Local markets are enjoying a sunny end to the week so far, with the benchmark up around 0.6% as we head into lunch, thanks in no small part to US investors turning their backs on the world’s economic woes to focus on Chinese Whispers about a potential stimulus round from Beijing.

That’s despite ongoing inflationary pressures around the globe that have been unsettling markets pretty much everywhere, quite consistently, over the past few weeks – including in the world’s most prominent flat-pack furniture and meatball-based economy, where fresh inflation data has been proving difficult to get a handle on.

It’s been a troubled time for Sweden in recent months, after inflation spiked in December to a 30-year high at 12.3%, slowing slightly in January to 11.7%, before heading north to 12% again in February.

Most recently, Sweden’s consumer prices rose by a relatively calm 9.7% in May year-on-year, down from 10.5% in April – something the nation’s economists are semi-celebrating, as it’s the first time inflation has come in under 10% in more than six months.

According to Statistics Sweden, the welcome dip could be attributed to a fall in the cost of a few basic staples, namely electricity and food prices.

However, the Swedes were almost universally expecting it to fall further than that – and it would have, except that there was a brief, but noticeable, surge in a few non-essential costs including hotel and restaurant visits, clothing and the “recreational services” category, which is so nebulous it must be a euphemism for something gross.

After applying some staid, yet profound, lateral thinking as to what might have been the root cause of it, chief economist for Sweden at Danske Bank Michael Grahn has landed on a theory that is so wild, it must be right.

At the beginning of May, there was a cultural event in the Swedish capital Stockholm, which saw a sudden – and relatively massive – influx of tourists to the city, which locals were more than happy to turn into a spot of good-natured price-gouging.

Beyoncé launched her world tour.

For real… that’s the reason why Sweden’s economy is misbehaving. Decades after rising to fame in Destiny’s Child with Michelle Rowland and The Other One, Beyoncé is now enough of a superstar that she’s able to exert Jedi-like influence over entire economies.

It’s the first time in seven years that Beyoncé has (I assume) left the house to harumph about on stage while her sound engineers tie themselves in knots trying to filter out the unending chorus of bilious grunts that surely must accompany the singer’s heavy-handed on-stage choreography.

Which is why more 90,000 fans – quite a number of them coming from overseas – turned up en masse to witness the spectacle, spending up big on hötels, fåst føød and overpriced Chinese-made crap with the singer’s shimmering visage printed on it.

And that, according to Grahn, “probably” accounted for around 0.2 to 0.3% of May’s inflationary bump for Sweden – enough of a gut-punch that local economists are now starting to factor touring musicians, such as Bruce Springsteen’s upcoming visit, into their forecasting.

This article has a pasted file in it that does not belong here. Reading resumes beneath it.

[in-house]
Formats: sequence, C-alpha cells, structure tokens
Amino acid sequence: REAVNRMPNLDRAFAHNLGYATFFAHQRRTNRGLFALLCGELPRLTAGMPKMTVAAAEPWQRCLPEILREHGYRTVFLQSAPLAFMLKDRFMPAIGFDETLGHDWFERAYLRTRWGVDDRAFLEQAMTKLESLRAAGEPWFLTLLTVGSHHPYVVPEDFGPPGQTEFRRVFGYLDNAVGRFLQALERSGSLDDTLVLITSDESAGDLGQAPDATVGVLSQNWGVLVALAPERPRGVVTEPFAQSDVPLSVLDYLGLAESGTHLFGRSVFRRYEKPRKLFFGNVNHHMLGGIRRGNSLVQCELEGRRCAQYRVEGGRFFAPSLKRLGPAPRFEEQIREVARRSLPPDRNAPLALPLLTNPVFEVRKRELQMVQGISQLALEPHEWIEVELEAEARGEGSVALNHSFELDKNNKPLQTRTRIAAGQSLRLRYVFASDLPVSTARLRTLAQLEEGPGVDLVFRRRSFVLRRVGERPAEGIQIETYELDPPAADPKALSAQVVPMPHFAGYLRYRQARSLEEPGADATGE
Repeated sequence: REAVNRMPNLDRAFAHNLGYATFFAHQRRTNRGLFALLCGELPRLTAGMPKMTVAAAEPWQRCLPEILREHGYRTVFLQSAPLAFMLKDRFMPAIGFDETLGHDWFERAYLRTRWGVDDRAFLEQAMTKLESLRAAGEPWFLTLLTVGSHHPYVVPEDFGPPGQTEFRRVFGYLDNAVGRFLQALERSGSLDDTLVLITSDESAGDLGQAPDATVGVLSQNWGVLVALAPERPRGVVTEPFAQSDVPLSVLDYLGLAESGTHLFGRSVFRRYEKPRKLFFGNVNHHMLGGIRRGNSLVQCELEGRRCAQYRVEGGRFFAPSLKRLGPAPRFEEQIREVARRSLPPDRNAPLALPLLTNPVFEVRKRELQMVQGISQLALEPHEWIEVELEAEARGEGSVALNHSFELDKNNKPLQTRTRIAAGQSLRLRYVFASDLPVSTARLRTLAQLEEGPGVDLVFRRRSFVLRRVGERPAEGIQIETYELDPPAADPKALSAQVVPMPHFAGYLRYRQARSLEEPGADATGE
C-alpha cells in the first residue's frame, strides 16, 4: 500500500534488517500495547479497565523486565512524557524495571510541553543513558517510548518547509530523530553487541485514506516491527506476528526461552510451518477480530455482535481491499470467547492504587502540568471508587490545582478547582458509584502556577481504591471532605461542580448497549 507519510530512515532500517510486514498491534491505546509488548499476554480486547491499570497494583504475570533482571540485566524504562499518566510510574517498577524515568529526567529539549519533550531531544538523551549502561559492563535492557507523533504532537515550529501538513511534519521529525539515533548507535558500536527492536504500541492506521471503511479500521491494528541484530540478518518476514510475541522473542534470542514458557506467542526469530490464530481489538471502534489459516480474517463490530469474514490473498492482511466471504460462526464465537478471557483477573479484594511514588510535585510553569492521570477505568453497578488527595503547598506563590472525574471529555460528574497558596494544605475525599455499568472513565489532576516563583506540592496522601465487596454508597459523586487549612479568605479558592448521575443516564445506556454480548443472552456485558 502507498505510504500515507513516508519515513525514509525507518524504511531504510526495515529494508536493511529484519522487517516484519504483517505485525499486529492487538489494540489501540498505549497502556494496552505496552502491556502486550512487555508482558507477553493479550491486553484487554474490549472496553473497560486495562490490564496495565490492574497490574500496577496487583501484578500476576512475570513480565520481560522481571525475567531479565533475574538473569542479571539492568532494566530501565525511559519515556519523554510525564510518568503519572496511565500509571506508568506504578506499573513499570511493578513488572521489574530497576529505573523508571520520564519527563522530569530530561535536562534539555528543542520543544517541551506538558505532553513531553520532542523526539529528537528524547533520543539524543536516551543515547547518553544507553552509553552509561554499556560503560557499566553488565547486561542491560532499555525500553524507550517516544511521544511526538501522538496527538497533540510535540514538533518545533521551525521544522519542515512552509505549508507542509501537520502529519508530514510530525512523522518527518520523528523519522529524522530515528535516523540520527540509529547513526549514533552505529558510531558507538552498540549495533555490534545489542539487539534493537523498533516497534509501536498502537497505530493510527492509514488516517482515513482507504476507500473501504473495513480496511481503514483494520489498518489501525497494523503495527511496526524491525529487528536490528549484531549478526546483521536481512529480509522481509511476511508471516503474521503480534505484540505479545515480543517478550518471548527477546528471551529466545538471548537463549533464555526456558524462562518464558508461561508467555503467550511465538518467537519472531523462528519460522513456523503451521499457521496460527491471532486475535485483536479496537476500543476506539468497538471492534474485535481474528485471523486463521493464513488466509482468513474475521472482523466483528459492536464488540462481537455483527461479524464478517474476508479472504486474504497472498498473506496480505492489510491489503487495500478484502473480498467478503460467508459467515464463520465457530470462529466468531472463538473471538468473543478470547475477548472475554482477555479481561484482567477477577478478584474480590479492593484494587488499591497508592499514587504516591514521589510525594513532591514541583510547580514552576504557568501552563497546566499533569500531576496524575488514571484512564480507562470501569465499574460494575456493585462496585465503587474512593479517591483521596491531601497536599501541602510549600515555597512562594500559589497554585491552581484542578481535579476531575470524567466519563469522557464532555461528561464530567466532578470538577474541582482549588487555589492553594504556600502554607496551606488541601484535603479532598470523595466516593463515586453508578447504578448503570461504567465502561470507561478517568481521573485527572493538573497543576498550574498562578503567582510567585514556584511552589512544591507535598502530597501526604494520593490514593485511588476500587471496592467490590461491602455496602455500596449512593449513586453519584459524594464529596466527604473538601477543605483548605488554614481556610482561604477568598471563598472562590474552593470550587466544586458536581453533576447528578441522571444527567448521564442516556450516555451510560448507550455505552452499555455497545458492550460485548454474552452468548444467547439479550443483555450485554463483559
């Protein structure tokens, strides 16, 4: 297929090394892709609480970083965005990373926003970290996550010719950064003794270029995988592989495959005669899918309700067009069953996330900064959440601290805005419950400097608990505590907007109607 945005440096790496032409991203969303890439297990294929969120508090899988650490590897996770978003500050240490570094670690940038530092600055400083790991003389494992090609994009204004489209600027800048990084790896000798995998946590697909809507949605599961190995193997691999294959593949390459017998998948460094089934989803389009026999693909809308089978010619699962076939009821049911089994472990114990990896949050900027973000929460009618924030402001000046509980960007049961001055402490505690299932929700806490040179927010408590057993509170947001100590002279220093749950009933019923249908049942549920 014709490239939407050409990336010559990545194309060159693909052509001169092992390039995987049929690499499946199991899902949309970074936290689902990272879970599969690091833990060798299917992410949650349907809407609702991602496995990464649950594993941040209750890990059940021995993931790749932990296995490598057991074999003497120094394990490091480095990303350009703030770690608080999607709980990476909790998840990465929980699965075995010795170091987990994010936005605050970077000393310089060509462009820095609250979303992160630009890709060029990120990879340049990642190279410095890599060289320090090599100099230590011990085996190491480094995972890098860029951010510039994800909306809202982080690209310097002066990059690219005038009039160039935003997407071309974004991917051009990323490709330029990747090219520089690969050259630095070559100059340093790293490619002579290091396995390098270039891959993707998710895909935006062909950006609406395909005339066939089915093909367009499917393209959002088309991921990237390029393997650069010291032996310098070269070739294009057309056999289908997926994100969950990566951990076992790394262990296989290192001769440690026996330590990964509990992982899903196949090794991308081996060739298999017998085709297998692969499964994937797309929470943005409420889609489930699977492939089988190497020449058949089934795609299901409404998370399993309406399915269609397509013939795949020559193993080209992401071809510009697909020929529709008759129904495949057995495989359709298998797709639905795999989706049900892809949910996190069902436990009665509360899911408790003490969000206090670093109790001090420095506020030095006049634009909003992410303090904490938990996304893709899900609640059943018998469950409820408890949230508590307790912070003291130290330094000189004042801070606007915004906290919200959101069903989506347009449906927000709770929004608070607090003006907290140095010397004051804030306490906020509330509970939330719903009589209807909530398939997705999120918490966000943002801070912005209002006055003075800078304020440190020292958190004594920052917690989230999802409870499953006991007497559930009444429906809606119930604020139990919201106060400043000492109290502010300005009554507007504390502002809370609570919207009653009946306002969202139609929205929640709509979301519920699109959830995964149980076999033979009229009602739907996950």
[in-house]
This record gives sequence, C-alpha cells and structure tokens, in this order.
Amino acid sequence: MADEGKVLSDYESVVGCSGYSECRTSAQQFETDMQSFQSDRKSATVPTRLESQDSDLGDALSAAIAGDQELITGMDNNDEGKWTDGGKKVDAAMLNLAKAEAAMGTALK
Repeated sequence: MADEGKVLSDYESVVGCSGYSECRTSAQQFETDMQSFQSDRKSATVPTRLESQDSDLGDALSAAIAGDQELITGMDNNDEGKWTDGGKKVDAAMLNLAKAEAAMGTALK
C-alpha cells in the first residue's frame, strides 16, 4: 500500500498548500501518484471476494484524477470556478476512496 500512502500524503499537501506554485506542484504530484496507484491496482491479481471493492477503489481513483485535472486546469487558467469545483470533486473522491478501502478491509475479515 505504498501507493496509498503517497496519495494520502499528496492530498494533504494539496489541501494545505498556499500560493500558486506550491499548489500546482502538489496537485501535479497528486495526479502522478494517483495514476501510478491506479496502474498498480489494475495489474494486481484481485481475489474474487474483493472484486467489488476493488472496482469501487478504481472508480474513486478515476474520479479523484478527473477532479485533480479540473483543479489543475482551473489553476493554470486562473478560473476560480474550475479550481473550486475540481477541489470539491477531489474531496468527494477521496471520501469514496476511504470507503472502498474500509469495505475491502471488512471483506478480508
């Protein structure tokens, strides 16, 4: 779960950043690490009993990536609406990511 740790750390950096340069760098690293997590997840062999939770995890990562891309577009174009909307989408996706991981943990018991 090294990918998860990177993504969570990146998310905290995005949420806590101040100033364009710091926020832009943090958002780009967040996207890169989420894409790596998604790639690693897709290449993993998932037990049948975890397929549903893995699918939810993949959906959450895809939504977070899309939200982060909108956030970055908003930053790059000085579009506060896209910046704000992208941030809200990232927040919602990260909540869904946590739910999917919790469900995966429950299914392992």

I reached out to Beyoncé for comment, but I doubt she’ll reply because we’re fighting at the moment. (She knows what she did. And if she doesn’t, I’m not going to tell her.)

But I have precisely zero doubt that she intends to continue her world tour, and is quite prepared to rampage around the world and tank every local economy she can get her hands on.

For her fans, of course.



Local markets got off to a cracking start this morning, jumping 0.4% at open after Wall Street cranked out a solid performance in New York overnight.

The good times keep on coming throughout the morning session for the ASX as well, hitting +0.6% on the way towards lunch, thanks to some really strong performances from the Utilities (+2.5%), InfoTech (+2.0%) and Energy (+1.9%) sectors.

The Utilities surge is being driven by a huge 14.2% leap for AGL Energy (ASX:AGL), after it released an updated FY23/24 guidance and dividend policy document this morning, featuring a handful of lovely graphs pointing to just how outrageously the company intends to gouge consumers over the next 12 months or so, and how much of that will end up in the hands of investors.

As we head towards the Magic Sandwich Hour, Consumer Staples is the only sector with the needle in the red – it’s down 0.1% – and Health Care (up just 0.1%) is still struggling to get its feet underneath it following two solid sessions of heavy losses.

Investors seem keen to get digging into the goldies this morning, despite the gold price needle not moving all that much – the XGD All Ords Gold index is out in front of the rest of the market on +1.71%.

Up the top end of town, coal miners Stanmore (ASX:SMR) and Whitehaven (ASX:WHC) are up 6.5% and 5.3% respectively, De Grey (ASX:DEG) has climbed 5.9% following yesterday’s news that the company’s all-conquering Hemi resource has grown 12% to 9.5Moz, and Pilbara (ASX:PLS) is up 4.9% because – honestly – who doesn’t love lithium?